Is there any greater joy than upgrading from a tired old push mower to a proper riding mower? No more sweating and grunting, no more rocks and sticks flying into your ankles, no more taking all afternoon to cut the grass. Your biggest concern now is what sort of ice-cold beverage to put in your cup holder. Well, that, and flat tires. Unfortunately, riding mowers get flat tires way more often than they should for one reason or another, but getting a flat on your mower doesn’t have to ruin your day. We’re here to tell you how to fix a flat tire on a riding mower the quickest and easiest way possible.
How To Fix A Flat Tire On A Riding Mower: Step By Step Instructions
When most riding mower owners imagine getting a flat tire, their first thought is all the painstaking work that lies ahead to get their mower back up and running: Jacking the mower up off the ground, unbolting the wheel, breaking out the rasp, the tire plugs, the rubber cement… We’re here to tell you to skip all that. There’s a better way. Here’s how to fix your tire in five minutes flat with next to no tools whatsoever.
Step 1: Prep The Tire
Leave the jack on the shelf, the wrenches in the tool box, and the innertubes in the box: You won’t be needing those. To prep your flat tire, simply roll your riding mower forward or backward a few inches until the valve stem of your tire is sitting around the 6 o’clock position, as seen above. If you can’t get your mower to roll by hand, don’t be afraid to start it up and drive it forward to get the stem where you want it: Riding a few inches on a flat tire isn’t going to hurt anything.
Step 2: Deflate The Tire And Remove The Valve Core
Next, you’ll need to get any remaining air out of the tire. To do this, simply remove the top cap from your valve stem, and depress the button on the top of the schrader valve using a fingernail, a key, a screwdriver, or whatever else you’ve got on hand. Once you stop hearing air escape from the valve, you’re ready to remove the valve core.
The easiest way to do this is with a valve core removal tool, but if you don’t have one handy, don’t fret. A good set of needle-nose pliers can be used to remove and reinstall a valve core in a pinch. (If you don’t own a valve core removal tool, we will say that it’s a great little tool to keep on hand, and we’ve got a great one in our store that also happens to hold replacement valve cores. Check it out here.) Turn the valve core back counterclockwise until you’re able to remove it from the valve stem and then set it aside.
Step 3: Prep Your Tire Sealant
Our tire sealant is the special sauce that makes repairing a flat tire on a riding mower so quick and easy. Our special formula uses up to 50% less sealant per tire than the competition, so you’ll only need a single 16-oz bottle to repair even the largest riding mower tires out there.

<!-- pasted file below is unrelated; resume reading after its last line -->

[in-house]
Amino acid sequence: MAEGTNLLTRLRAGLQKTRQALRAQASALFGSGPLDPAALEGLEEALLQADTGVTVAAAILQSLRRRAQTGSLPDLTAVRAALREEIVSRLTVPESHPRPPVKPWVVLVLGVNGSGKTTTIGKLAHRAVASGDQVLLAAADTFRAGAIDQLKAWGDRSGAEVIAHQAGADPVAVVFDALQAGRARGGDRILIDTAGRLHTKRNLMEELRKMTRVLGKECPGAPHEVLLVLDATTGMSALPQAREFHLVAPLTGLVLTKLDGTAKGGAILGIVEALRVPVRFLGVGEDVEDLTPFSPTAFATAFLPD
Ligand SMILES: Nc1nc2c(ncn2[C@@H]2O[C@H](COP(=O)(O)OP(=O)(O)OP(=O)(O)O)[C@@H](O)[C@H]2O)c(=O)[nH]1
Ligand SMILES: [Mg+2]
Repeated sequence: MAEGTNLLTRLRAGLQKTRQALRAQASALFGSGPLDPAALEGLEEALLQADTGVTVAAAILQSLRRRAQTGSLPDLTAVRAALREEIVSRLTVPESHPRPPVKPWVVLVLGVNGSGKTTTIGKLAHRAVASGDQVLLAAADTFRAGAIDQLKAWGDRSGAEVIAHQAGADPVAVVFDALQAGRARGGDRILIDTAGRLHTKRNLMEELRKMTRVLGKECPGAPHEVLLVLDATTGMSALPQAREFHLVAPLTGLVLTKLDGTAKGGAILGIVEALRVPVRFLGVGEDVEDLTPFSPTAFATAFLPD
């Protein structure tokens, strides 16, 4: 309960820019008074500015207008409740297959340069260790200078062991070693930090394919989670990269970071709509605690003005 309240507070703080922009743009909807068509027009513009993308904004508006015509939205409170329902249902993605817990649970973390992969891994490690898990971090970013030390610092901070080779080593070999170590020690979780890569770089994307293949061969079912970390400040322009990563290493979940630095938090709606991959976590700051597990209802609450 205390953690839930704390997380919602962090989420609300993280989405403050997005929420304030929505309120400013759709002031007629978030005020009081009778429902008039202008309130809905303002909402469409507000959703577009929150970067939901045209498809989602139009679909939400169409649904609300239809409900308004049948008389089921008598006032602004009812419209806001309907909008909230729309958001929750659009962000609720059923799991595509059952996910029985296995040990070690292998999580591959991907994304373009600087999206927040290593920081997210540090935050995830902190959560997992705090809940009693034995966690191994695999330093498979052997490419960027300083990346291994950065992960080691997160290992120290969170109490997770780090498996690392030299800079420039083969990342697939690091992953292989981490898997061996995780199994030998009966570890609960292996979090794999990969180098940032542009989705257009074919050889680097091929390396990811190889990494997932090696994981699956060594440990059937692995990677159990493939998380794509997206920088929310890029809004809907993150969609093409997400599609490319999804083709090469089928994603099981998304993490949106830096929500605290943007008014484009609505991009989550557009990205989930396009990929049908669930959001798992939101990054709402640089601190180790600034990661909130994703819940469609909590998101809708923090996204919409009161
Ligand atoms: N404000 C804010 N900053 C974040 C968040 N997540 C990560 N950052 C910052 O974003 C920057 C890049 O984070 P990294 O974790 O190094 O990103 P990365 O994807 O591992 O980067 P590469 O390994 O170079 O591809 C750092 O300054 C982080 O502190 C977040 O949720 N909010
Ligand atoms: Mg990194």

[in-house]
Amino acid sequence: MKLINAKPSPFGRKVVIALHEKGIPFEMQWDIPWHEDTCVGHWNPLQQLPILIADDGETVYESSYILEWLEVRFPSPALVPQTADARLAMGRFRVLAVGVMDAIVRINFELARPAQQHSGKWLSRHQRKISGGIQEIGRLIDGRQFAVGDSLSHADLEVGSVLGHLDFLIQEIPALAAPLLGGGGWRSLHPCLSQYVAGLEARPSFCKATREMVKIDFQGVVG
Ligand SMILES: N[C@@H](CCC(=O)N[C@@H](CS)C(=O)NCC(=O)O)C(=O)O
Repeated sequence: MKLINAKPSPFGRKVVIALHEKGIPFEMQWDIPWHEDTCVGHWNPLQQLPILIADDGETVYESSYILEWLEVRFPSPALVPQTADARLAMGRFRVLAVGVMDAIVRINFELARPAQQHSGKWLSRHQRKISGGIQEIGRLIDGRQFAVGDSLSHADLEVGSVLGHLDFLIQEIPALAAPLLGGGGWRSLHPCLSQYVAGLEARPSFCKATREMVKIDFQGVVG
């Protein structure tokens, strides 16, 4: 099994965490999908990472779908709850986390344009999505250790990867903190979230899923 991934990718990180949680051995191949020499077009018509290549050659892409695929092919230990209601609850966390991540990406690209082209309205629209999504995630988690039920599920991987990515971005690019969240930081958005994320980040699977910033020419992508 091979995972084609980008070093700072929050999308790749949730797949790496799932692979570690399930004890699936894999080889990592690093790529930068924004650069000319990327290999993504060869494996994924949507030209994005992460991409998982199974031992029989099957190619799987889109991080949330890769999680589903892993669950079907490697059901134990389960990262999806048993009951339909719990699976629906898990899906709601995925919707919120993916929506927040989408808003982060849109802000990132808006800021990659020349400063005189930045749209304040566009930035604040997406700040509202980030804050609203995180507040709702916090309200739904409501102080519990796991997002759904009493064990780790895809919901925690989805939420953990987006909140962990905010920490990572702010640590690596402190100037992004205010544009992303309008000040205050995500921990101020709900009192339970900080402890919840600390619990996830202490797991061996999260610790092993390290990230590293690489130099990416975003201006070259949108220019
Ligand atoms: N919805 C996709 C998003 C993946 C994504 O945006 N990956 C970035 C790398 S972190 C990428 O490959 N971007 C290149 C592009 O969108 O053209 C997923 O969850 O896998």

To prepare your sealant, turn the bottle upside down and shake it up for several seconds to get it properly mixed.
Optional: Attach Sealant Applicator
Technically this step is completely optional, as our sealant can be poured straight from the bottle thanks to our tapered end cap, but many users find attaching our threaded sealant applicator hose directly to the valve stem makes it easier to keep sealant from ending up on the garage floor. Completely up to you, but if you want to simplify the process even further, you can pick up an applicator in our store along with your sealant when you go to check out.
Step 4: Pour In Sealant
Now that your sealant is shaken up and ready to go, all you have to do is pour the recommended amount directly into your valve stem. You’ll find a handy measuring guide down the side of the bottle to take the guesswork out of measuring, as well as a handy sealant calculator on our website you can plug your tire dimensions into to find the right amount of sealant. It should look something like this for a standard riding mower rear tire:
Step 5: Reinstall The Valve Core
Once you’ve got the proper amount of sealant in the tire of your riding mower, it’s time to reinstall the valve core. To do this, simply grab your valve core tool of choice and turn the core clockwise back into the valve stem until it’s fully seated.
Step 6: Reinflate Your Tire To Its Normal Pressure
Now that your valve core is back in place, you’re able to reinflate the tire to your normal running pressure. We generally recommend using an air compressor to save time if you’ve got one handy, but a hand pump works just fine in a pinch.
Step 7: Go Cut Your Grass. You’re All Done.
Believe it or not, that’s all there is to learning how to fix a flat tire on a riding mower: You’re done. The only thing left to do is get cutting. That’s because the rotation of your riding mower’s tire is all Stans Sealant needs to get to work. As the tire rolls, the sealant you’ve just put inside works its way around, fully coating the inside surfaces of your tire.
This will not only completely seal your current flat, but it also keeps your riding mower protected from future flat tires for up to two years or more.
Don’t Wait For Flats To Happen To You.
Stan’s Sealant is great for fixing all kinds of flats once they happen.
What’s even better, Stan’s can prevent flats from ever happening in the first place.
Stan’s Sealant is formulated for whatever lies ahead, and that means you don’t have to wait for flats to happen to put it to work. Pick up a bottle or two today in convenient 16 ounce and 32 ounce sizes to protect your tires and make sure a flat never comes between you and a job well done again.